Thursday, September 26, 2019

Lies and Interpersonal Communication in Win, Win Movie Review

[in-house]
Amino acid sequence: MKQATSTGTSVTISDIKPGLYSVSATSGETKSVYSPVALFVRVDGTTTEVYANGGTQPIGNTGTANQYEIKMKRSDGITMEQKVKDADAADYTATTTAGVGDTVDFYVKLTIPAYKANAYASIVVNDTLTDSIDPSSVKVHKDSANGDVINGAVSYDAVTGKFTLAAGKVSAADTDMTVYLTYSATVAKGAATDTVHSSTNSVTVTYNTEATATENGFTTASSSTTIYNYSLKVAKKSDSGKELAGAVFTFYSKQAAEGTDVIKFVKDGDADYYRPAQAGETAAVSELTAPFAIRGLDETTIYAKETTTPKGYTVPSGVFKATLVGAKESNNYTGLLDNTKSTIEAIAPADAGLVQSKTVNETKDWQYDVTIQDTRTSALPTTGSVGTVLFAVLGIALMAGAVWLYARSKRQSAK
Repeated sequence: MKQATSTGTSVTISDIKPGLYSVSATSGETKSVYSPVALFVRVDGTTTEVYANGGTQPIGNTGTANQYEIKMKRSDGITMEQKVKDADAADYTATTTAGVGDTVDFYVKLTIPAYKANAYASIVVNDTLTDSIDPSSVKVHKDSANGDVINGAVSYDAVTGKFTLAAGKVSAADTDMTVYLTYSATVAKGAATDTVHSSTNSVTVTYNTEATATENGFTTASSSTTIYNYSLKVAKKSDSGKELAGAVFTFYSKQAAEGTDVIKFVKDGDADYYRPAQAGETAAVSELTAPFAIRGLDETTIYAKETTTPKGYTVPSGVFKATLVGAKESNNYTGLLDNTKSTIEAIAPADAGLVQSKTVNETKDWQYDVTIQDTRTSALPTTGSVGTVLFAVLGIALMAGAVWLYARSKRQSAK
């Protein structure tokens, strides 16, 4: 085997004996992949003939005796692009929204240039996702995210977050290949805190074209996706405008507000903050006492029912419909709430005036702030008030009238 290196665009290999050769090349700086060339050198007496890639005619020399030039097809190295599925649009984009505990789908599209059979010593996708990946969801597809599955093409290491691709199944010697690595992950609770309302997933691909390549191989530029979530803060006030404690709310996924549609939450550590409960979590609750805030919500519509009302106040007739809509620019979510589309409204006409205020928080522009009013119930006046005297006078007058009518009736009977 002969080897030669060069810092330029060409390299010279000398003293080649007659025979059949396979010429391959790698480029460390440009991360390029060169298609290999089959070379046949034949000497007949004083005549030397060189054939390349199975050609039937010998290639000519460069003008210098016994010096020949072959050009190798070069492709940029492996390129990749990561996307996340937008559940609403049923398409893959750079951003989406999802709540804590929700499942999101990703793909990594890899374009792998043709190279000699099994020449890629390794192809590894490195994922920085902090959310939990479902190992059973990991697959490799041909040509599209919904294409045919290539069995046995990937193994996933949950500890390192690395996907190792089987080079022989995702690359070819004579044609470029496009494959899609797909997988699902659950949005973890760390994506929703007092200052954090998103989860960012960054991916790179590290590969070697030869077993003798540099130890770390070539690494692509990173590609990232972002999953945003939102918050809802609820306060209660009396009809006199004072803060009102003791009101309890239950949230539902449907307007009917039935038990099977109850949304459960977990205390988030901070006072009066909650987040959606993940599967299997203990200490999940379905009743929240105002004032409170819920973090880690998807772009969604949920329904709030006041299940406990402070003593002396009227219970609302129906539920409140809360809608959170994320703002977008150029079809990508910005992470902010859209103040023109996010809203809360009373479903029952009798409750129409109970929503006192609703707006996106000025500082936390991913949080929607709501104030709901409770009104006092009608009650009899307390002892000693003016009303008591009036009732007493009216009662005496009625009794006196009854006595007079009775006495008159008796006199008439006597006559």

Lies and Interpersonal Communication in Win, Win - Movie Review Example Mike’s practice is â€Å"slow† and does not earn him enough income. He is having a tough time paying the bills, which is made obvious when he refuses to call someone to take care of the dead tree in front of their property that is threatening to fall on their house. The plumbing and the heating system in his office need repair badly. His back-up system is malfunctioning and he refuses to call an IT person because it would cost money. He wants to shield his wife, Jackie, and their daughters, Abby and Stella, from the problem. Whether by accident or by choice, Mike ends up concocting a series of lies that landed him with more responsibilities and troubles. This paper will assess whether the consequences of Mike’s lies actually justify his decisions. It is said that lies are often treated â€Å"as the most efficient solution to interpersonal communication problems† (Camden, Motley, & Wilson, 1984, p.309). Deception is usually considered as the right thing to do in circumstances when one desires to avoid conflict, avoid distress, and protect one’s self and/or livelihood, among other acceptable reasons (Levine, Kim, & Hamel, 2010, p.273). These three reasons can be seen in the film â€Å"Win, Win† as Mike tries to protect his family from enduring the problems he is currently facing. First, Mike tries to avoid conflict by not telling Jackie that he became Leo’s guardian. This is to hide from her the fact that he took guardianship for the $1508.00 monthly commission. He also tries to avoid conflict by not informing anyone that he deceptively placed Leo in a nursing home despite the old man’s desire to stay in his own house. He even openly lied to Leo by telling him that it was the judge’s decision to place Leo in a nursing home for some time. Second, Mike tries to avoid distress by not telling Jackie about his real financial status. He hides from her the fact that he cannot call someone to cut down the tre e because he is worried about paying for labor. He tries to tell Jackie that he will cut down the tree with the help of his friend, Terry, but Jackie does not agree with him because she does not know the reason for this. Third, Mike tries to protect himself and his livelihood by telling the judge that he can keep Leo in his home. He lies to the state and the court by saying that he can do a better job in ensuring that Leo’s will is implemented more properly if he will be the guardian instead of the state. These lies are high stake lies because they hold severe consequences (Camden, Motley, & Wilson, 1984, p.309) for Mike and the people he lied to. To compare, low stake lies are simple lies that usually do not affect the people involved (Camden, Motley, & Wilson, 1984, p.310). For example, lying about a favorite color is a low stake lie. On the other hand, high stake lies affect the people involved in a big way (Camden, Motley, & Wilson, 1984, p.309). This is the case for Mike ’s lies. Had he not lied to avoid conflict and distress, the normally calm household he has might be impacted negatively. Mike would also have been pressured to keep Leo in his home, which technically defeats the purpose for why he volunteered to be Leo’s guardian in the first place. Obviously, keeping Leo in his home would cost not only more money but also more time from Leo. Furthermore, had Mike not lied to protect himself and his livelihood, he would have gone through more inner turmoil in thinking about how to continue his practice. The effects of Mike’s lies leak through his non-verbal communication. As a viewer, one could immediately sense through his actions that he is trying to control the situation that his lies created. A good example is in how Mike’

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